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Cell

Your POV on "incoherent" level design

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I don't know if I recall it correctly, but some unwritten(?) designing rules say that maps should have a coherent theme throughout. I didn't even know why it was vital up until recently I had the opportunity to play through a certain late 90's level with the design "flow" as you progress the following:

Large open semi-dimmed area with grey bricks, metal bars and flashing lights ---> Circular bright grey staircase with slight tech elements ---> Covert, mouldy rock-cave with nukage ---> Gothic-esque themed outdoors area ---> Ridiculously long corridor with vine-ridden marble bricks and single woodpiece alcoves ---> Only heavens know what kind of clashing theme next...

 

Spoiler

It wasn't even some childish '93-'97's bullshit wad the theme of which is a running common feature. It was from a rather competent and enjoyable mapset, albeit one of the weaker links of the chain for the record.


Question time! Is there any reasonable way that one could still pull stuffing so many different design themes and elements into one map off with an outcome that still doesn't feel "busy" or by any means unnatural? Can a map with clashing themes accommodated in subsequent rooms and areas look and feel like flowing? Your decision here.

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Posted (edited)

I simply cannot have clashing textures touch without obvious separation by architecture and/or colour (example: Marble separated from brick by metal is good, marble to brick is not unless at 90 degrees), I also don't like incredibly dramatic shifts between cramped and open (cramped to open is fine but overly cramped to insanely huge open wastes is not my thing).

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I made a map with portals to other worlds, so it had eight distinct themes in one map.

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10 hours ago, Novaseer said:

One word.

 

 

 

Pandemonium.

 

Which just so happens to be my favorite level in Inferno.

 

Which brings us back to the original question.

 

19 hours ago, Cell said:

Question time! Is there any reasonable way that one could still pull stuffing so many different design themes and elements into one map off with an outcome that still doesn't feel "busy" or by any means unnatural? Can a map with clashing themes accommodated in subsequent rooms and areas look and feel like flowing? Your decision here.

 

 

Yes, it can be done. But should it be done?
 

Spoiler

 

 

 

 

 

 

Clashing themes can be done if done properly. The first key is that there has to be a reason why the different themes are present.

  • If you have portals that lead to spatially separated areas (like Empyre did), whether they're different planets, regions, buildings, etc., different themes make sense.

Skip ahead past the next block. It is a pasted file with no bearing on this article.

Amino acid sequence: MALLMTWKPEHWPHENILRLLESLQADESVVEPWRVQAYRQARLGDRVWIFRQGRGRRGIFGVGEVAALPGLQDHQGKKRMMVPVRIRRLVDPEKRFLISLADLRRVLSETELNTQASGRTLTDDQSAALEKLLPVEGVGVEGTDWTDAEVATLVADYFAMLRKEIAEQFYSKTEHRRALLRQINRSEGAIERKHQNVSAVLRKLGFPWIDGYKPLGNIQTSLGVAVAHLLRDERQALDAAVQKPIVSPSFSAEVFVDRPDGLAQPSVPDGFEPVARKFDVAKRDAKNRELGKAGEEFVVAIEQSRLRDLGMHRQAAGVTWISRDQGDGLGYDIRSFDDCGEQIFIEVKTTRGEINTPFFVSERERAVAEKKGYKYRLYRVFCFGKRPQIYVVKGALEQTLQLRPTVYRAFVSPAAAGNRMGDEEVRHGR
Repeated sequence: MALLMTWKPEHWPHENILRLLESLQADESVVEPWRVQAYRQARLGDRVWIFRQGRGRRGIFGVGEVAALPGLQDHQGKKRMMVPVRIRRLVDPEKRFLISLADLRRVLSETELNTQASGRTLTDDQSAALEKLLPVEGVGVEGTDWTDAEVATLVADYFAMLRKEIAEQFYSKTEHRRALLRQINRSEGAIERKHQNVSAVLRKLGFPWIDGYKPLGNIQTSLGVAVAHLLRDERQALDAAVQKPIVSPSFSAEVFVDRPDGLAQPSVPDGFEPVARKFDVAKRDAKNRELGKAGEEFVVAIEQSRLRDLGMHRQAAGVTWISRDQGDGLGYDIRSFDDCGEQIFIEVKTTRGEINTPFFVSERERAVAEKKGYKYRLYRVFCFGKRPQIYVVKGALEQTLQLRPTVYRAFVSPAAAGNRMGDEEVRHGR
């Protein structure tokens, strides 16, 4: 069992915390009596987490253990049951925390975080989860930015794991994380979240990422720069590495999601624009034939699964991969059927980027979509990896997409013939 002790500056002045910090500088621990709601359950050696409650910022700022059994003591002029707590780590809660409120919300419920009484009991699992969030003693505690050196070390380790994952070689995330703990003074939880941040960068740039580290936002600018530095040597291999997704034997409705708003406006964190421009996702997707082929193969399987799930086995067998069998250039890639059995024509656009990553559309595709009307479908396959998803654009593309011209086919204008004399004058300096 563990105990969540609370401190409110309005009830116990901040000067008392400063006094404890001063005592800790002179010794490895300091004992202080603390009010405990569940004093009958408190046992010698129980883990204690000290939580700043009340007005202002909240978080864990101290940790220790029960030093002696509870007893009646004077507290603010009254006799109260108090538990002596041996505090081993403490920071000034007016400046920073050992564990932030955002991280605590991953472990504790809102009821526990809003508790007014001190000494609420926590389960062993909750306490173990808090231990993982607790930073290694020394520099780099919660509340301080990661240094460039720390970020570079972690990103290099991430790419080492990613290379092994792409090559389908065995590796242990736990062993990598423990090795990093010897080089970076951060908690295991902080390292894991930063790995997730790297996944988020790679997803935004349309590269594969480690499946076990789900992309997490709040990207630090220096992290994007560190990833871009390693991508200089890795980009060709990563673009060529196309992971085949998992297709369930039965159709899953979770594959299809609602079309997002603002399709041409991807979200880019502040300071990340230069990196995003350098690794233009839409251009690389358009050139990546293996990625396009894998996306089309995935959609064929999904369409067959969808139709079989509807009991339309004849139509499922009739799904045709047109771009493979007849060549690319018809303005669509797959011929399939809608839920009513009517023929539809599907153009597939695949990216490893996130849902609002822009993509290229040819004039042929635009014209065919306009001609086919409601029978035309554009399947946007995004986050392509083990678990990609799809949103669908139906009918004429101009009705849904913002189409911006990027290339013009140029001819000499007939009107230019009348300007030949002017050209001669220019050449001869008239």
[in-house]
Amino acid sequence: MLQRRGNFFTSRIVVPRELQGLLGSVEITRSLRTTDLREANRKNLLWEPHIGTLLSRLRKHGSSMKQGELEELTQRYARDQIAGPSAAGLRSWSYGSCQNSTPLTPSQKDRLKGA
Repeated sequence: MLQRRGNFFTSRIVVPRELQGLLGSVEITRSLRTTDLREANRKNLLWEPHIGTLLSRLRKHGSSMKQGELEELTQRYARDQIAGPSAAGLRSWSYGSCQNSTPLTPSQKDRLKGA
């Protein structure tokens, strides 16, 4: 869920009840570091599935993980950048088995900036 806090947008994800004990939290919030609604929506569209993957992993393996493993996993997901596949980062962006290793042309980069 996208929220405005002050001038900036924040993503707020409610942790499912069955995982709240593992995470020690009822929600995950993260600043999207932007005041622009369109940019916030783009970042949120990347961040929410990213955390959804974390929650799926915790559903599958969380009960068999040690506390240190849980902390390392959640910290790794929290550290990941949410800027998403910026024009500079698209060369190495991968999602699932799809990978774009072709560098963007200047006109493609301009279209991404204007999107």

• If you have something like a demonic presence slowly overtaking a building and changing it, different themes make sense.
  • If you're in a series of cramped caverns or tunnels that lead to a wide open canyon (or vice versa, the canyon leads to a cramped tunnel), that makes sense.

As mrjoshtheman wrote, you should also have some sort of architectural feature or detailing separating the two themes. Whether that's space (like in Empyre's), or doors, or tunnels, or slight differences in height (like the Hell cracks in Tech Gone Bad) is up to you.

 

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On 8/6/2018 at 9:21 AM, Novaseer said:

Pandemonium.

Here's a funny fact: I actually really like E3M3's design.

I know, it's quite clashy and chaotic once you start to look at it thoroughly - maybe the reason behind my liking to it is because the map segments aren't each separated by some 128x128 squares that raise into the ceiling when you press use - it's technically one large open area with a few exceptions. It also has a really smart use of different ceiling and floor heights, making contrast between adjacent subrooms. I find it fun navigating all around without having to opening doors every second turn. It's overall a chaotic pleasant experience for me.

The thing I objected against my example in the OP was because probably each clashing subarea was separated by - guess what? - bulks of BIGDOOR2. Or BIGDOOR7 on some occasions. Almost all of them Action type 1. Maybe it wasn't only the bullshit theme progression, but also the sheer boredom about running up to each door and opening it while backtracking all the way, and seeing again and again how little thought was put into design. Which was a shame, since there was actually more height variation within that map than in Pandemonium. Maybe I was wrong all along, maybe all this was caused because the so-called door-after-dooritis.

P.S. Of course, portals do the charm easily, they kind of "cheese" the OP's premise if you ask me.

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This megawad uses the premise of malfunctioning teleporters that send the player through alternate realities, timelines, and dimensions; making any theme fit the mapset.

 

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